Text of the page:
He debuted late in the world Johnny built — 1993 — as the replacement for David Letterman. The “Late Night” host, long considered Carson’s natural successor for the “Tonight Show” gig, had just been been “Leno-ed” and was taking his talents to CBS.
Lorne Michaels contacted O’Brien, who had worked on “Saturday Night Live” as a writer prior to writing for “The Simpsons” with an idea to produce the new Late Night. His agent stressed he’d rather perform, and long story short, he wound up as the host.
To say it was a rocky start would be generous. I had been a huge fan of the Carson/Letterman block and was bound to follow Dave to CBS, but it was impossible to miss O’Brien’s less-than-warm reception. Critics were not kind.
I remember watching the nervous, fidgety host over the aerial on my college apartment‘s color 19-inch (high tech in those days) one evening and thinking “he won’t last.” I had only tuned in myself because a friend said I bore a striking resemblance to him, a fact further supported by a couple of golfers I had been paired with who persisted to call me “Conan” for 18 holes (though they pronounced it like the Barbarian, probably due to my hacking on the course).
But something happened over the first couple of years. The show found its footing. A blessing from Letterman was a big boost. O’Brien’s self-deprecating persona and offbeat humor gelled. He began to win over those critics and win awards. On top of that, television is a cutthroat business, but he seemed genuine. Importantly, like Letterman’s “Late Night,” he delivered a younger demographic than the “Tonight Show,” which made him seem a natural to someday take over the big desk.
By 2009, the opportunity to achieve that life-long dream arrived, but while he got a little further than Letterman, in the end, he too got “Leno-ed.” Books have been written about O’Brien’s short stint on the “Tonight Show,” but suffice to say, not many blamed Conan for the chaos. Stories at the time had him seeing his staff was compensated for moving cross country to do the “Tonight Show” when negotiating his departure from NBC, even paying those who didn’t receive severance packages out of his own pocket.
After a short time off the air, he emerged at TBS, where he stayed until his final show last week in a somewhat understated farewell. The pandemic, with its remote broadcasts and empty theaters, probably took some of the sting out of his final few weeks, but then, with the exception of Craig Ferguson, has anyone ever topped Larry Sanders in the final episode department? Fictional or not.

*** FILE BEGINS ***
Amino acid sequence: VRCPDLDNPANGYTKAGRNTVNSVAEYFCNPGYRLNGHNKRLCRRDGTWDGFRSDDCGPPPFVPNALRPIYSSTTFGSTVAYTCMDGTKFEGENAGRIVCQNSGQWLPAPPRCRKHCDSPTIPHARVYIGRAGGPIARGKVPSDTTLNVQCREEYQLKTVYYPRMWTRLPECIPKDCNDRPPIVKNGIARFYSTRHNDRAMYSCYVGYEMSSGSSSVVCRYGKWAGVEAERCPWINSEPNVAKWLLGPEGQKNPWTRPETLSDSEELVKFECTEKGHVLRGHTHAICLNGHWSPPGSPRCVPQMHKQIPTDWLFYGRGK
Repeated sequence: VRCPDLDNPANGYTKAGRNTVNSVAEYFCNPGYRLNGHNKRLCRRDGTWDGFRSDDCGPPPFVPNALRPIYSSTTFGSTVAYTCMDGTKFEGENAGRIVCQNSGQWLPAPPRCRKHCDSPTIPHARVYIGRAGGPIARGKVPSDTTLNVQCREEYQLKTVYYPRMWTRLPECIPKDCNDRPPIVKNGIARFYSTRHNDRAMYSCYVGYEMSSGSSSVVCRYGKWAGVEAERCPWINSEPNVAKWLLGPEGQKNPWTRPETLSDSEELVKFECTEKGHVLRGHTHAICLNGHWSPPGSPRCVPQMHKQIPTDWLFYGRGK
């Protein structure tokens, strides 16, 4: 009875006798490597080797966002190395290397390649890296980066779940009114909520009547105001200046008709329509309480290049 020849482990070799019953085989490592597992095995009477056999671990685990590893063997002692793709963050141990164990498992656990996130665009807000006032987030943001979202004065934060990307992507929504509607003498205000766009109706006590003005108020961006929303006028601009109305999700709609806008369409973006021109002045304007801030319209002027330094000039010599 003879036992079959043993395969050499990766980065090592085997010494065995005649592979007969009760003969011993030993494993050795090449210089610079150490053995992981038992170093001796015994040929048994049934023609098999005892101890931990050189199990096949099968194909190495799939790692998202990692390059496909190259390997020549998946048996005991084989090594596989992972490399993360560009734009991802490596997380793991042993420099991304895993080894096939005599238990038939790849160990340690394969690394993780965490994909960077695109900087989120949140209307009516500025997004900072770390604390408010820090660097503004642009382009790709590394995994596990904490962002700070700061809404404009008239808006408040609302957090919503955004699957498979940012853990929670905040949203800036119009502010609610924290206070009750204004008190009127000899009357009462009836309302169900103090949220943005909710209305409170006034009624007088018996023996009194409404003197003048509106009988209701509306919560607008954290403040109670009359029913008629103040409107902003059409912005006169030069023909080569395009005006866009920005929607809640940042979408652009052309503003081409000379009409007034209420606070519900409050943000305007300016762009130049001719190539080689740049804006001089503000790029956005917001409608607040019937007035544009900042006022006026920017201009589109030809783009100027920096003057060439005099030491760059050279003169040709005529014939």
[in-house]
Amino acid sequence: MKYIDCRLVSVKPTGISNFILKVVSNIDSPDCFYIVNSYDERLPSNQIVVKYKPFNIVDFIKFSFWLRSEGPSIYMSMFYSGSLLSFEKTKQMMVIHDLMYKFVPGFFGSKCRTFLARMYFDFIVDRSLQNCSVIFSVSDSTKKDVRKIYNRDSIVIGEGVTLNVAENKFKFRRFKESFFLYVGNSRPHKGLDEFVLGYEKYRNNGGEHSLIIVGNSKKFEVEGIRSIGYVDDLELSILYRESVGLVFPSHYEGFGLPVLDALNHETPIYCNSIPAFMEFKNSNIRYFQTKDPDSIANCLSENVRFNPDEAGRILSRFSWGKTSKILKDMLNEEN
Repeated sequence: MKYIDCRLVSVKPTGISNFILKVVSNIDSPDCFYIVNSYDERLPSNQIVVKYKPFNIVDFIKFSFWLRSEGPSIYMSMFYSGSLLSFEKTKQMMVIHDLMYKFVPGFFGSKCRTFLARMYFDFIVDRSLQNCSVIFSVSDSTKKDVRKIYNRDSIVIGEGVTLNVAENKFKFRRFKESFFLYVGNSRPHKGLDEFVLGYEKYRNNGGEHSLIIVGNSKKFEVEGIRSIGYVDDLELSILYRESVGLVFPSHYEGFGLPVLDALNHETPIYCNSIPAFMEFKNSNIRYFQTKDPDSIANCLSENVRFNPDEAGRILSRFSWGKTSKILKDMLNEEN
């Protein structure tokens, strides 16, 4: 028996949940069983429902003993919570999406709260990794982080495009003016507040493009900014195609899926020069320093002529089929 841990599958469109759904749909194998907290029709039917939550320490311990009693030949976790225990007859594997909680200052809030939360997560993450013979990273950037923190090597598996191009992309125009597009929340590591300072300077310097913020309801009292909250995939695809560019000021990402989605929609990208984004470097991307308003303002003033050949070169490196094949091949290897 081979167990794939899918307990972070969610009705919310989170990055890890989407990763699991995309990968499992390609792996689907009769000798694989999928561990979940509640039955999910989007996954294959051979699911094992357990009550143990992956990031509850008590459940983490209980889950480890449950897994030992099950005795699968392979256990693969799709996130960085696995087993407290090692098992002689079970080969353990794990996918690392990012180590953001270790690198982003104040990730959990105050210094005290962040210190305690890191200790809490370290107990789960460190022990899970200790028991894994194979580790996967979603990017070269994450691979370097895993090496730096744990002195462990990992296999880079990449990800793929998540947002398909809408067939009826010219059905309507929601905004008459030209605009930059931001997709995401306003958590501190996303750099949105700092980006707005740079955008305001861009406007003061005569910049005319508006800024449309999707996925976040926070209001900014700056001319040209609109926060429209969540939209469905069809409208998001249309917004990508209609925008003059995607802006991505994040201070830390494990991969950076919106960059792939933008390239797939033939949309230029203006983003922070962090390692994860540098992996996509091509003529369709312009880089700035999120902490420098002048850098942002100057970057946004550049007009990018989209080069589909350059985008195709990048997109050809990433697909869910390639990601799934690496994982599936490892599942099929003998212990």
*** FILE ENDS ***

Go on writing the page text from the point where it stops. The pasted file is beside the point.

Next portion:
For me, the best of late-night TV combines both smart humor and strong long-form interviewing — and there have only been a few good ones — Carson, Letterman, Ferguson and O’Brien. That’s not to take away from the modern hosts, I just don’t think the late-night format supports that style anymore.
Today’s shows are more like “short attention span” theater. Back in the day, late-night TV was “must-watch” viewing. Today’s content seems to be broken up into digestible segments that can be caught at your leisure the following day on YouTube. Watching a Carson rerun the other night, I marveled that the show clip and actor brought went on for several minutes. Today, you barely see 15 seconds. Conversation? Forget it.
Not to mention political commentary. Sure, politics were always something to joke about — O’Brien used to do hilarious skits with a Bill Clinton character — but it wasn’t “political.” If you wanted news and politics, then you watched Ted Koppel. The success of “The Daily Show” and its ilk changed all that.
In 1993, Conan seemed the first of a new, young generation of hosts. Somehow, 28 years later, he seems like late night’s last holdover. His next act will include a variety show on HBO Max and the continuation of his podcast, both with schedules surely far less demanding and formats arguably better suited to his strengths than modern late-night television.
And that’s too bad for late night. The genre will never be the same.